A General History and Collection of Voyages and Travels, Volume 17 eBook

Robert Kerr (writer)
This eBook from the Gutenberg Project consists of approximately 661 pages of information about A General History and Collection of Voyages and Travels, Volume 17.

The divers having returned to their boats, we continued to row till towards evening, when we landed upon a low point.  As soon as the canoes were hauled up, they employed themselves in erecting their wigwams, which they dispatch with great address and quickness.  I still enjoyed the protection of my two good Indian women, who made me their guest here as before; they first regaled me with sea-eggs, and then went out upon another kind of fishery by the means of dogs and nets.  These dogs are a cur-like looking animal, but very sagacious, and easily trained to this business.  Though in appearance an uncomfortable sort of sport, yet they engage in it readily, seem to enjoy it much, and express their eagerness by barking every time they raise their heads above the water to breathe.  The net is held by two Indians, who get into the water; then the dogs, taking a large compass, dive after the fish, and drive them into the net; but it is only in particular places that the fish are taken in this manner.  At the close of the evening, the women brought in two fish, which served us for supper, and then we reposed ourselves as before.  Here we remained all the next day, and the morning after embarked again, and rowed till noon; then landing, we descried the canoes of the Indian men, who had been some time expected from an expedition they had been upon.  This was soon to make a great alteration in the situation of my affairs, a presage of which I could read in the melancholy countenance of my young hostess.  She endeavoured to express herself in very earnest terms to me, but I had not yet acquired a competent knowledge of the Indian language to understand her.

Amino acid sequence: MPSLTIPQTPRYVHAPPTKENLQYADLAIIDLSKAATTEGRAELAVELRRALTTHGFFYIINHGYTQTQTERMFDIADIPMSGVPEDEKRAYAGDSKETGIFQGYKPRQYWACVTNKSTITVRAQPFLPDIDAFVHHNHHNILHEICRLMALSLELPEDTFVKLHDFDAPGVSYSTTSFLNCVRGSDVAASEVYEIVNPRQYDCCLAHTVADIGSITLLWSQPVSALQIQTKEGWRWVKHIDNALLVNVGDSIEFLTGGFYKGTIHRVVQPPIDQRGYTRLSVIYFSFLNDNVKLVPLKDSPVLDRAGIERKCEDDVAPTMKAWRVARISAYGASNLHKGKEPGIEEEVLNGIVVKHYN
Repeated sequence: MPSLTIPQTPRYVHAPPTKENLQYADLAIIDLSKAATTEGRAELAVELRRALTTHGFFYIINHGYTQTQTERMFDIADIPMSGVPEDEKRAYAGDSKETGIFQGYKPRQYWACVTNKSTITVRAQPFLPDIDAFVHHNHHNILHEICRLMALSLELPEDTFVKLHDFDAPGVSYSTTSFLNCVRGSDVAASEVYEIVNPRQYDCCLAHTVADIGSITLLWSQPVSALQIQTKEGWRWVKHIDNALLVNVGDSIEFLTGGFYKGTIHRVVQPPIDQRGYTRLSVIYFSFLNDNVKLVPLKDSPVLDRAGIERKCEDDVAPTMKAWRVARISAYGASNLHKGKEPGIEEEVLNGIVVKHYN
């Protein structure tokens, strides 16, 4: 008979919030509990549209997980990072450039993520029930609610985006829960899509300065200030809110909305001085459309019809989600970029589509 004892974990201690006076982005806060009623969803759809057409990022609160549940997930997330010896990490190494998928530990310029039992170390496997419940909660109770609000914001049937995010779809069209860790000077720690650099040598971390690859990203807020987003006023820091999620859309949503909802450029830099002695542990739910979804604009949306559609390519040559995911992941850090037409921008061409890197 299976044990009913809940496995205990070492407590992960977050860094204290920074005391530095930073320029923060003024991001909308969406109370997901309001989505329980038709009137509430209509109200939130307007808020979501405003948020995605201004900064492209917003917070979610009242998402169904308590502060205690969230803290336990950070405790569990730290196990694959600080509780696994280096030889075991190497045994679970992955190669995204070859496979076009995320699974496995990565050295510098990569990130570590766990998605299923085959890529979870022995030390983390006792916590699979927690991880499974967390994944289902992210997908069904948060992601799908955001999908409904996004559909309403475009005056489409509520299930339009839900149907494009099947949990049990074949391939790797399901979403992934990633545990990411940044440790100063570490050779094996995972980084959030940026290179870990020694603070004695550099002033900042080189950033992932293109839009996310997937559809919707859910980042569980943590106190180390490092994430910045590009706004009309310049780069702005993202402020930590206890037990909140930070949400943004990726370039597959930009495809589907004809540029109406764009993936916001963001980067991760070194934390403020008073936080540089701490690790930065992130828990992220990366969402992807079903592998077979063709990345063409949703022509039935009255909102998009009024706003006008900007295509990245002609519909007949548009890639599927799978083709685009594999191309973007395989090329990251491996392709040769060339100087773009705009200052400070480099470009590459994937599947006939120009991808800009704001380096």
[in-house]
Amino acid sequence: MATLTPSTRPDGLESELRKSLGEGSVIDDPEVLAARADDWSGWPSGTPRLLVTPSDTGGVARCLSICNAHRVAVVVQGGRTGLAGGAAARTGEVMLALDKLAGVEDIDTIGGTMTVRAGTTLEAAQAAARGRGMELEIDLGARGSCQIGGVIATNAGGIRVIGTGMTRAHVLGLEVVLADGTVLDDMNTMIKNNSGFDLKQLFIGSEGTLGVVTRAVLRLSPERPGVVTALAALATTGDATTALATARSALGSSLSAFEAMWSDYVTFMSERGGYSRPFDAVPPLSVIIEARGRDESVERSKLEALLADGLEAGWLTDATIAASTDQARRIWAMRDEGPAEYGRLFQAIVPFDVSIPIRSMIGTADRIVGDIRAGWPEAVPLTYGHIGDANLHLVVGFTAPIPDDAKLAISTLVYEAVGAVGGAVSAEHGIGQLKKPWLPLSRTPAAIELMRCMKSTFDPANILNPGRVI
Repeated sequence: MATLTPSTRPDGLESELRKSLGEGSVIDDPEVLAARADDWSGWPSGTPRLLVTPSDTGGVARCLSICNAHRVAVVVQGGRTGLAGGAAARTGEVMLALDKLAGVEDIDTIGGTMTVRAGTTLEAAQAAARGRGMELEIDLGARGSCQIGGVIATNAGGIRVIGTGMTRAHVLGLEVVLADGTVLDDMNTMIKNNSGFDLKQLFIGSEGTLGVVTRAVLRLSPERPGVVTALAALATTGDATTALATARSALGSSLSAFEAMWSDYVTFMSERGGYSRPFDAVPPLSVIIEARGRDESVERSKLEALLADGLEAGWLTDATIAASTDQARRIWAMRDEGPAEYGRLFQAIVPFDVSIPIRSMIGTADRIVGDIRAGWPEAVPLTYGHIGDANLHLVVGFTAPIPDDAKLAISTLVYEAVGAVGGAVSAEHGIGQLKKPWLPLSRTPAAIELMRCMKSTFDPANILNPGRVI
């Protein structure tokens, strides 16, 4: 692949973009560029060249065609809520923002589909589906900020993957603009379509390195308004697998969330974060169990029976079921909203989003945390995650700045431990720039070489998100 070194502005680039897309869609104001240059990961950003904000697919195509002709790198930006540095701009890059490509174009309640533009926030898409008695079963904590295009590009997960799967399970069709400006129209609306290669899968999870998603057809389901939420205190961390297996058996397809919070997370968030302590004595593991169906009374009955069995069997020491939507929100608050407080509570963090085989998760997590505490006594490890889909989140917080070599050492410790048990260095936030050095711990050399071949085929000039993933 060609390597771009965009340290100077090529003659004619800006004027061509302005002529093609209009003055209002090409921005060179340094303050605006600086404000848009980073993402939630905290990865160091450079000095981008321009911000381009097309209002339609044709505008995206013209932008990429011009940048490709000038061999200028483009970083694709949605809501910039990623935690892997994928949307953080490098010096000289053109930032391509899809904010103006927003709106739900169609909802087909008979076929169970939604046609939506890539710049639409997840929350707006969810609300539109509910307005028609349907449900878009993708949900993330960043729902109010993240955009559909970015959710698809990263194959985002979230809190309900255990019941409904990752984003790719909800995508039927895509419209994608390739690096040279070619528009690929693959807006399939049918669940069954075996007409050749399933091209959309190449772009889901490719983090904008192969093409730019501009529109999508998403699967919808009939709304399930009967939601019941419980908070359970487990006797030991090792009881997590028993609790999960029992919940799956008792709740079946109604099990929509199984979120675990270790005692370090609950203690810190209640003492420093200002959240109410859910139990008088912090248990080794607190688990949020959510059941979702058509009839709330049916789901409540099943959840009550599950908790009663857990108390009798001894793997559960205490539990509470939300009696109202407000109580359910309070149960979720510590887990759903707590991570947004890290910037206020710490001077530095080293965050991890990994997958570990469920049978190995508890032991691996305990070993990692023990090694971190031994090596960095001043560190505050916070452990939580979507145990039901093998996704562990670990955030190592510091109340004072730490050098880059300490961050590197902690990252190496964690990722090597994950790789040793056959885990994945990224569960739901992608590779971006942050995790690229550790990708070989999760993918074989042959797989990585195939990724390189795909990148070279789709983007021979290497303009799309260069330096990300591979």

As soon as the men were landed, she and the old Indian woman went up, not without some marks of dread upon them, to an elderly Indian man, whose remarkably surly and stern countenance was well calculated to raise such sensations in his dependants.  He seemed to be a cacique or chief man among them, by the airs of importance he assumed to himself, and the deference paid him by the rest.  After some little conference passed between these Indians and our cacique conductor, of which, most probably, the circumstances of our history and the occasion of our coming here might be the chief subject, for they fixed their eyes constantly upon us, they applied themselves to building their wigwams.

I now understood that the two Indian women with whom I had sojourned were wives to this chieftain, though one was young enough to be his daughter; and as far as I could learn, did really stand in the different relations to him both of daughter and wife.  It was easy to be perceived that all did not go well between them at this time, either that he was not satisfied with the answers that they returned him to his questions, or that he suspected some misconduct on their side; for presently after breaking out into savage fury, he took the young one up in his arms, and threw her with violence against the stones; but his brutal resentment

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